The FTC works up a sweat over the virtual-reality fitness market

Is it illegal for a company to own two related virtual reality games? The Federal Trade Commission (FTC) thinks it is and is now suing Meta, Facebook’s parent company, for buying the VR studio Within, best known for the extremely niche game Supernatural. A closer look at the FTC’s challenge, however, suggests that the suit was more likely ginned up to get headlines than to foster competition in the rapidly growing VR business.

Meta’s purchase of Within is part of their frenetic push to get consumers interested in the so-called “metaverse,” which will allegedly include tons of VR content sometime in the future. To date, Meta is best known in the VR space for owning the best-selling VR headset, the Quest 2, which has sold almost 9 million units. The company is, however, getting more and more into the software and gaming side of the market.

In 2019, Meta acquired Beat Games, which makes Beat Saber, a game that pairs physical body movements (“saber” slashes) with music. Think of it as Dance Dance Revolution meets Fruit Ninja, but with a VR headset. They followed that up in October 2021 with the deal to acquire Within. Just a few days left before the deal was scheduled to close, the FTC filed suit to stop the merger, on grounds that Meta already owned related games.

The Clayton Act gives the FTC authority to challenge mergers that “lessen competition, or tend to create a monopoly.” When the FTC worries that a merger is illegal, it has to define the market in which competition would be reduced or monopolistic concentration would arise. If they define it too narrowly, then every company could be considered a monopolist. In this case, the FTC claims Meta’s acquisition of Within lessens competition in the market for “VR fitness apps.”

Implied in this market definition is that Meta does not face competition from other popular fitness programs on, for example, Nintendo, Xbox and PlayStation, since those platforms are not virtual reality. It also rules out possible competition from mobile-device fitness apps like Nike Training Club, Strava or Peloton. And finally, it rules out the possibility that VR fitness apps compete with other VR apps that aren’t about fitness. None of these sources of competition matter, according to the FTC.

But courts shouldn’t buy the FTC’s contention that “VR fitness apps” is a distinct market. What matters for consumer behavior, and what should matter for antitrust law, is the extent to which customers believe the apps are substitutes. It’s hard to imagine that anyone looking for a fitness app will be wedded to only virtual reality or that anyone looking for a VR app (such as Beat Saber) will only consider fitness apps. It’s much more plausible that customers are debating between Supernatural or Peloton app subscriptions, on the one hand, or between Beat Saber and Blade & Sorcery (the most popular games on Oculus), on the other.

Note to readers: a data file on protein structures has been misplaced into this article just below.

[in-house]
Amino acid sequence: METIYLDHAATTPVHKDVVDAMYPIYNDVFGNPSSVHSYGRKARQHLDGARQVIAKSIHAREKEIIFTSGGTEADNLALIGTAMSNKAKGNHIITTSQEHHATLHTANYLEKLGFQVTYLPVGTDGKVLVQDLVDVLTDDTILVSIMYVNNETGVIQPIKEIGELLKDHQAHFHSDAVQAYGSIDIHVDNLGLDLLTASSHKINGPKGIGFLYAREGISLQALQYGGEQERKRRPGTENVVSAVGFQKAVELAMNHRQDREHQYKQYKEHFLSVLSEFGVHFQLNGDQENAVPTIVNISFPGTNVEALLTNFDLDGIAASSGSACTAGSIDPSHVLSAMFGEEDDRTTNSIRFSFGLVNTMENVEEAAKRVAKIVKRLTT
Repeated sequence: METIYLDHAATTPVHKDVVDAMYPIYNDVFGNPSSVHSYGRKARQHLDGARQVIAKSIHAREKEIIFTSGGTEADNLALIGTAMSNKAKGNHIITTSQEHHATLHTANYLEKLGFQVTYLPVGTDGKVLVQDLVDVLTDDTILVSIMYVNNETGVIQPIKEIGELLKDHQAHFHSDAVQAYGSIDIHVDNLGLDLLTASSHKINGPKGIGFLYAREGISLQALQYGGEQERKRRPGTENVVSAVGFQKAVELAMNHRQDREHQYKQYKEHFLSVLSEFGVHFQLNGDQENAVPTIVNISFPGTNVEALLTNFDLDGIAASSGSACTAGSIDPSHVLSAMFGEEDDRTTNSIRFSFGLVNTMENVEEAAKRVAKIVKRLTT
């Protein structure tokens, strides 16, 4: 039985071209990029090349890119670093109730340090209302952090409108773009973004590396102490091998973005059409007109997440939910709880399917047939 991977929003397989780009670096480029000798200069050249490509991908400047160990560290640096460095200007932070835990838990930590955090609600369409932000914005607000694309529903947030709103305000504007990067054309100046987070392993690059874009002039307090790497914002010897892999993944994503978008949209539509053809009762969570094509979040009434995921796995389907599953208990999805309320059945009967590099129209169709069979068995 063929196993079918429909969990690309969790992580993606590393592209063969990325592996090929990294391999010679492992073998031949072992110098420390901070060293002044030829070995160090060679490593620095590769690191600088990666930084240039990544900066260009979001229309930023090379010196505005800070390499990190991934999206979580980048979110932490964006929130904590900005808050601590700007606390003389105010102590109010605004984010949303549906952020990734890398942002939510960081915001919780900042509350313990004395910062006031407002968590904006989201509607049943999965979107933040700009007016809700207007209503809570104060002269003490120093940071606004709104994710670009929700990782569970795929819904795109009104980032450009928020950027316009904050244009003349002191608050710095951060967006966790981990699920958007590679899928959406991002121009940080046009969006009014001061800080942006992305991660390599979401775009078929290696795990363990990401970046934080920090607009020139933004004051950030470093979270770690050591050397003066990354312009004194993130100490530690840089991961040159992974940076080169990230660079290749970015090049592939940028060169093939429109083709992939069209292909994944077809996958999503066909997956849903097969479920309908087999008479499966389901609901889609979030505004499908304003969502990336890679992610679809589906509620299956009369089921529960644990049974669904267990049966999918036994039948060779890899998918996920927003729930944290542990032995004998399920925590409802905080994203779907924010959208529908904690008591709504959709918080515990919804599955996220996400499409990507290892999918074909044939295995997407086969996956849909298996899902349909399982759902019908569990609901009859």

The FTC played a similar market-definition game in a different lawsuit it brought against Meta, trying to unwind Facebook’s acquisition of Instagram and WhatsApp. According to the commission, Facebook and Instagram together represent a monopoly in the market for “personal social networking,” a definition that no one has ever used before but that conveniently rules out rival social-media platforms like Twitter, LinkedIn, TikTok, Reddit and YouTube. Does anyone really believe that Facebook doesn’t face competition from Twitter or that Instagram doesn’t face competition from TikTok?

These market-definition questions aren’t unique to Facebook cases but come up in every antitrust case. For example, the FTC sought to block a merger between Whole Foods and Wild Oats in 2007. Even though the two stores together only accounted for 1.5 percent of US grocery sales, the FTC said the relevant market was “premium and organic supermarkets.”

The problem for the FTC is that, unlike Whole Foods and Wild Oats, there is a clear gain to consumers from blending Supernatural more thoroughly into the Oculus ecosystem. Meta has the most popular hardware in the market, which greatly improves in value if combined with better and better software. Supernatural will now reach more players through possibly integrating with the hardware. Hardware and software are the textbook example of a gain from consolidation, since they each generate a lot of value for the other.

Rather than a well-articulated pro-consumer case, the current challenge seems like another attempt to go after “Big Tech.” According to a leak to Capitol Forum, the FTC sees the challenge as a “meaningful blow to Meta.” The intention is clear: the FTC wants to take Meta down a peg. But antitrust is not about taking down big companies. Instead, the priority has been and should be about protecting competition and helping consumers enjoy better products at lower prices.

Brian Albrecht is chief economist of the International Center for Law & Economics.

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